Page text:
Gene therapy to treat choroideremia shows potential for maintaining or improving vision
This article was reviewed by M. Dominik Fischer, MD, PhD
Gene therapy for choroideremia, a rare, degenerative inherited disease, with adeno-associated virus 2 receptor (AAV2) improved or maintained vision in the affected patients treated.1
There is currently no approved treatment for this disease, which results from mutation in the CHM gene.
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M. Dominik Fischer, MD, PhD, explained that choroideremia is a good candidate for gene therapy because the CHM gene is small, which facilitates its packaging in an AAV2 capsid and the easy access and immune-privileged state of the eye.
In addition, the vision loss in this disease may be reversible to some extent. The mutation in the CHM gene leads to an absence of functional ras-associated binding escort protein 1 (REP1).
Investigators, led by Fischer, evaluated the safety and efficacy of AAV2-REP1 therapy in a phase 2, single-center, open-label, randomized clinical trial conducted at the University of Tübingen inGermany. The 6 male patients were treated with a single, 0.1-mL subretinal injection of 1011 genome particles after vitrectomy.
The primary outcome at 2 years was a change in the best-corrected visual acuity (BCVA) in the treated eye compared with the fellow eye.
The secondary end points were the effects of treatment on microperimetry variables, the change in the area of fundus autofluorescence, and the findings onoptical coherence tomography.
The results showed that by the time of the 2-year evaluation, the BCVA in the treated eye had increased by 3.7 letters compared with no change in the control eye; the difference did not reach significance (P = .43).
The retinal sensitivity increased by 10.3 dB in the treated eyes and 9.7 dB in the fellow eyes at 2 years, a difference that also did not reach significance (P = .74).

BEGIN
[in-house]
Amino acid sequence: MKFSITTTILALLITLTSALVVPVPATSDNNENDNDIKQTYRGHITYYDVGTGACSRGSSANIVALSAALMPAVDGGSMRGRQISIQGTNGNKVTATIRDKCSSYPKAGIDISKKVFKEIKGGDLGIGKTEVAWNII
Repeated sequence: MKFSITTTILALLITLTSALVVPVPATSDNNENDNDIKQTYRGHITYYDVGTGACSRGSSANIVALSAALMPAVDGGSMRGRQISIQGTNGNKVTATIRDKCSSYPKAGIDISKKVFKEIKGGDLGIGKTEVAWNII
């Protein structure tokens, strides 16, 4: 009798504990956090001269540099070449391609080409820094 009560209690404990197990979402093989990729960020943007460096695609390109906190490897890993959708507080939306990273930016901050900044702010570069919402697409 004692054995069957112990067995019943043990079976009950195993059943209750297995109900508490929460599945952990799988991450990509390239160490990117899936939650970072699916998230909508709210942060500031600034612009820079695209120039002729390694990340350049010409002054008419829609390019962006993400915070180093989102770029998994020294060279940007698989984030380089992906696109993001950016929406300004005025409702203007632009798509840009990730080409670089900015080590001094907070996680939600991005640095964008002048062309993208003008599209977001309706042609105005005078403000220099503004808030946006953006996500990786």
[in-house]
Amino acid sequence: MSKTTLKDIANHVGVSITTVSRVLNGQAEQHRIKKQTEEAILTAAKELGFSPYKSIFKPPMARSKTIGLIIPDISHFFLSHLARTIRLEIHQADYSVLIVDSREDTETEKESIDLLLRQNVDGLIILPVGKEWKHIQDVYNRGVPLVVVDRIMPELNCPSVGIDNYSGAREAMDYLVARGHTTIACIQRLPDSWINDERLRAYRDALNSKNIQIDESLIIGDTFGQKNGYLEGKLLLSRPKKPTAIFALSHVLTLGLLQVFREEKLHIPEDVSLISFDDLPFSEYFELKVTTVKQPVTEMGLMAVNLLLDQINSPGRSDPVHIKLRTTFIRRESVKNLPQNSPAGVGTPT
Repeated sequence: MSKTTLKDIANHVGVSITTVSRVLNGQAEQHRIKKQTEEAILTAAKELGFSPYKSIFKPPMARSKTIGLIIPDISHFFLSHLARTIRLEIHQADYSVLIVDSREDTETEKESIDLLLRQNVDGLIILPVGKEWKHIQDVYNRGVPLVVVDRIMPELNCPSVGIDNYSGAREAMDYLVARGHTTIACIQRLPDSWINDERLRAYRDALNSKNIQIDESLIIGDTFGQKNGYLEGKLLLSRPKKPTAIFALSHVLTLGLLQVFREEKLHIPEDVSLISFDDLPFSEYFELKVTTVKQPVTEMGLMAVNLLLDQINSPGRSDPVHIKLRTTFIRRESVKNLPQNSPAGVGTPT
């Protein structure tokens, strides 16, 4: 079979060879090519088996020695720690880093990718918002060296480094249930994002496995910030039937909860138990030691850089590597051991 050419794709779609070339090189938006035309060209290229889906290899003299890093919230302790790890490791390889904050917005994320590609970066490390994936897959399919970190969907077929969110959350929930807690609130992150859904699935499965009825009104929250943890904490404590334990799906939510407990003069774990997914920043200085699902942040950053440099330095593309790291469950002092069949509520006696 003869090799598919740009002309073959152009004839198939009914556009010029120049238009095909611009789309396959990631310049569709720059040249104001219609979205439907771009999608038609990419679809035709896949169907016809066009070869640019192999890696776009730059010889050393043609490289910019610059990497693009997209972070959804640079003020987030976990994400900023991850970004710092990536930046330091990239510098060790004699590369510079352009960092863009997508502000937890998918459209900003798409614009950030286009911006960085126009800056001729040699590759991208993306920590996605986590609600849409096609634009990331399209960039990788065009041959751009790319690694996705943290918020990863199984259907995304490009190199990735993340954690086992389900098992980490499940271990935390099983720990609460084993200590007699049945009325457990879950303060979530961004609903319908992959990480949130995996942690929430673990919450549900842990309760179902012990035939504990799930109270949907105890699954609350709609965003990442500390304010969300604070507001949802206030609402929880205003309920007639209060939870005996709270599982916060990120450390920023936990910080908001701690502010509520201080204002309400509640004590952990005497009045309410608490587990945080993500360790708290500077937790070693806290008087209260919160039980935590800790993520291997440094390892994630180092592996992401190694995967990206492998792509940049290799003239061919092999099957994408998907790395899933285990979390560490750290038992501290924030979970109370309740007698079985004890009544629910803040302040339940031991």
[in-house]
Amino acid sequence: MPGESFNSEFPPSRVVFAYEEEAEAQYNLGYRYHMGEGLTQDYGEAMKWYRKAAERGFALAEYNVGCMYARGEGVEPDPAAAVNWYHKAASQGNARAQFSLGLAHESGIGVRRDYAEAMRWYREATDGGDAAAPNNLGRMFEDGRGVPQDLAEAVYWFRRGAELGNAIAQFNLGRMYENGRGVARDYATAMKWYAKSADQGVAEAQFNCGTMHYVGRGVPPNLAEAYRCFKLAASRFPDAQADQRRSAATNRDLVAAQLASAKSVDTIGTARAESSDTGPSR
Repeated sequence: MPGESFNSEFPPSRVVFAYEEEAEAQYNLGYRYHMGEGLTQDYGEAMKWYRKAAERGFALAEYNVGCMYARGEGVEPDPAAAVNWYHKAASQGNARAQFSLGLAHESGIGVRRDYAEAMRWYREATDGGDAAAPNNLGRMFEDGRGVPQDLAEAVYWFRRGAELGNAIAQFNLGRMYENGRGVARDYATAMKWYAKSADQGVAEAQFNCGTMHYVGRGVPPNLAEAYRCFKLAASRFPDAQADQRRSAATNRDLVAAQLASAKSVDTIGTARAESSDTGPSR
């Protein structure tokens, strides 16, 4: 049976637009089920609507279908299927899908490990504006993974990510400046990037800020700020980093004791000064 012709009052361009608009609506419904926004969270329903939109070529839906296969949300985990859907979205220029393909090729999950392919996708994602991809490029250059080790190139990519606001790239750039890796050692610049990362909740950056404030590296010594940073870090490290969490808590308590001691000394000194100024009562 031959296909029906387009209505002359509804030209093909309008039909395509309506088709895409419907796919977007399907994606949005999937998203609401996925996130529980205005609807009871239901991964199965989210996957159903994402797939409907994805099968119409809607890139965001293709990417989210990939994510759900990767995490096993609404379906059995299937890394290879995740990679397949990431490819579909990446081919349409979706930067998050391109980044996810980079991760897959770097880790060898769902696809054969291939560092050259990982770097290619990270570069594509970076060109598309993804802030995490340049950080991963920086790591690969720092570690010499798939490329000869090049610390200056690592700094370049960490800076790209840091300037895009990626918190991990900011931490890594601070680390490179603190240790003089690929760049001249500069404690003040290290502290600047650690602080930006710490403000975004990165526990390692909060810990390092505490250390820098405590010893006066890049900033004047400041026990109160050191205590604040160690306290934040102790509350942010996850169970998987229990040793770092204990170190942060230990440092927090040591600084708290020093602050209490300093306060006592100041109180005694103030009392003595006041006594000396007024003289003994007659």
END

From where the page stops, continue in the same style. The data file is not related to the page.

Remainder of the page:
Fischer reported that 5 of the 6 treated eyes had improvements in all or some of the microperimetry parameters, including retinal sensitivity, peak retinal sensitivity, and/or gaze fixation area.
The treated eyes had mean declines compared with baseline of 21% in the preserved area of fundus autofluorescence, 23% in the preserved ellipsoidal zone, and 5% in the subfoveal choroidal thickness. The changes in the fellow eyes were similar.
No serious adverse effects (AEs) were associated with the treatment. About half of the reported AEs were ocular and were the same as those experienced by patients after vitrectomy.
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The authors concluded that the results showed the potential of AAV-mediated gene therapy for CHM.
“Gene therapy with AAV2-REP1 was associated with maintenance or improvement of the visual acuity, although no significant difference was found from control eyes,” Fischer said. “Our study further adds to the evidence that gene therapy with AAVs-REP1 may be well tolerated, with no severe adverse effects occurring in the study patients.”
Fischer added that continued investigations could more precisely define the efficacy and safety of gene therapy with AAV2-REP1 in CHM.
M. Dominik Fischer, MD, PhD
Dr Fischer has no financial disclosures related to this content.
1. Fischer MD, Ochakovski GA, Beier B, et al. Efficacy and safety of retinal gene therapy using adeno-associated virus vector for patients with choroideremia: a randomized clinical trial. JAMA Ophthalmol. 2019;137(11):1247-1254. doi:10.1001/jamaophthalmol.2019.3278